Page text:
She tore the wrapping paper off the package, lifted the lid, and pulled out an orange vest. It felt thick and heavy, and upon further inspection she saw that it was lined with Kevlar. That was Jerry for you. Always giving practical presents. Sliding on the bulky apparel, she whistled to Beasley, who was staring mournfully at the front door. “Don’t go pouting on me now. He said he’d be back. He’ll be back.”

Grabbing the handle of her large luggage case, she yanked open the door. “He always keeps his promises.”

Together they stomped down the front steps, the luggage clanging with each jolt. Tina relied on the sturdy Samsonite to hold all of their ware, and once she got to the store, she’d put the inventory on display in hopes that any passing motorist would stop in and have something worthwhile to barter.

Beasley whined as they started the half mile trek through the woods to the station, but she had no sympathy. “Oh, quit complaining, you lazy bag of bones.”

He came to a halt.

A low growl rumbled from his throat, raising the hairs on the back of Tina’s neck. She froze next to him. Ears attuned, she could make out a faint rustling in the brush behind them. She whipped around at the same time as Beasley and, her hands patting down the pockets of her vest, realized belatedly that she’d left her semi-automatic pistol in the house.

A man stumbled out of the trees and onto the trail. “Help me, please! I’m hurt! I’m hurt!” Dirty blonde hair fell over his eyes. He was bent over at the waist, hands clamped to his side.

Tina took a step toward him but tried to maintain a good distance. “What happened?” she called.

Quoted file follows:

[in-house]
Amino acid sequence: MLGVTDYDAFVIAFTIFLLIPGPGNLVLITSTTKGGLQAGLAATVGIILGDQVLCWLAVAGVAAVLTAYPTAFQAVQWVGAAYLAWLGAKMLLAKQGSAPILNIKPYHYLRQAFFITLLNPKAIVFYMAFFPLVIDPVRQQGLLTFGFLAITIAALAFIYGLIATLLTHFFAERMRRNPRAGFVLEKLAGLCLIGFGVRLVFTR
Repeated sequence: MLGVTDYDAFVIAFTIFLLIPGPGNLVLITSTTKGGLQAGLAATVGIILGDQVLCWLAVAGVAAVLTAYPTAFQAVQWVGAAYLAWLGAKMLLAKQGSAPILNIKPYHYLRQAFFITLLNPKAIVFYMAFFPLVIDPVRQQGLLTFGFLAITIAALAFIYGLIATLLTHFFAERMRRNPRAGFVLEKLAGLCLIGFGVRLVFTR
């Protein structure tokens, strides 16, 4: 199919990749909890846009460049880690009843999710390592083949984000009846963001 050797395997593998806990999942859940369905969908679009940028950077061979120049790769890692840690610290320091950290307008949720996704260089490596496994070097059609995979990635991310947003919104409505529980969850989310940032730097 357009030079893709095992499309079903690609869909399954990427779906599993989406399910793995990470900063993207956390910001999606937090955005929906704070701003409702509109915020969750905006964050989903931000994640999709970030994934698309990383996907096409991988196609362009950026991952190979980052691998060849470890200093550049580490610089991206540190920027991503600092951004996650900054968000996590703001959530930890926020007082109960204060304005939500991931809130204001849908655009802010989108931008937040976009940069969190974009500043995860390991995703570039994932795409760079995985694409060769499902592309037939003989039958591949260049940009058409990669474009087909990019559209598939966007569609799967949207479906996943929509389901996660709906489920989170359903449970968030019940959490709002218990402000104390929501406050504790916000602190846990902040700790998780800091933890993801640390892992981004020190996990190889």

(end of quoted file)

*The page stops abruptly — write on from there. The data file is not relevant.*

He groaned in distress. “Please help me! I can barely –“ he sucked in a shaky breath.

Had he been attacked? Was he infected? Tina’s gaze darted around the forest trees surrounding them. Maybe it was a bear attack. She gripped the handle of her luggage, as if she could use the oversized box on wheels as a weapon. It’s hibernation season, the rational voice in her mind piped up.

“I’ve been hurt!” the man wailed. “I just – this guy came up to me and just –“ he clutched his ribs.

Terror struck Tina, forced the air from her lungs. It must’ve been one of those zombie things. She took a step back. It was too late for this guy.

“Please, don’t leave me.” Slowly the man raised up from his bowled over position.

Tina braced herself, expecting to see blood pouring down his side, but the man’s shirt was clean. Then her eyes focused on his hands.

And the gun he had aimed at her.


To be continued…

* I’ve always found the idea fascinating that some people fare better in times of great upheaval than they do under normal living circumstances. Since Tina’s been forced to give up her smoking habit, her life expectancy might actually improve. (Of course, it might also end abruptly since she’s currently being held at gunpoint.)

What about you? Do you think you’d thrive in an apocalyptic world, or would you cave under dire situations? For the record, I think I’d wither away if I didn’t have access to chocolate.


Photo Credit: Carl Milner/CC BY 2.0

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  1. Wendy Lenard says:

    Wow, this had me spellbound. I was so expecting a Zombie to come stumbling out of the woods only to have to have this guy that I can only assume wants to take what they have come out of the woods and is willing to kill for it. I can’t wait to read what happens next.

    I don’t think that an apocalyptic world would bring out the best in most people in general. I think most of us like to think that our neighbors would be willing to help, but would they really? It’s proven that people wear a mask and only let you see what they want you to see. What are your neighbors hiding behind their mask??

    • Yes, it’s scary to think what might be lurking behind a person’s mask! Major crises have a tendency to bring out our true natures, and unfortunately, it can get pretty ugly.

  2. Hopefully Tina survives as it isn’t her time to go I can just tell. You never the old dog might just come through and protect her. Can’t wait for the next part

  3. Jeffrey Goff says:

    Yep, I’m going with a heroic Beasley to save forgetful Tina. It’s about time to get all these stories rounded up into a single volume. As always, great job!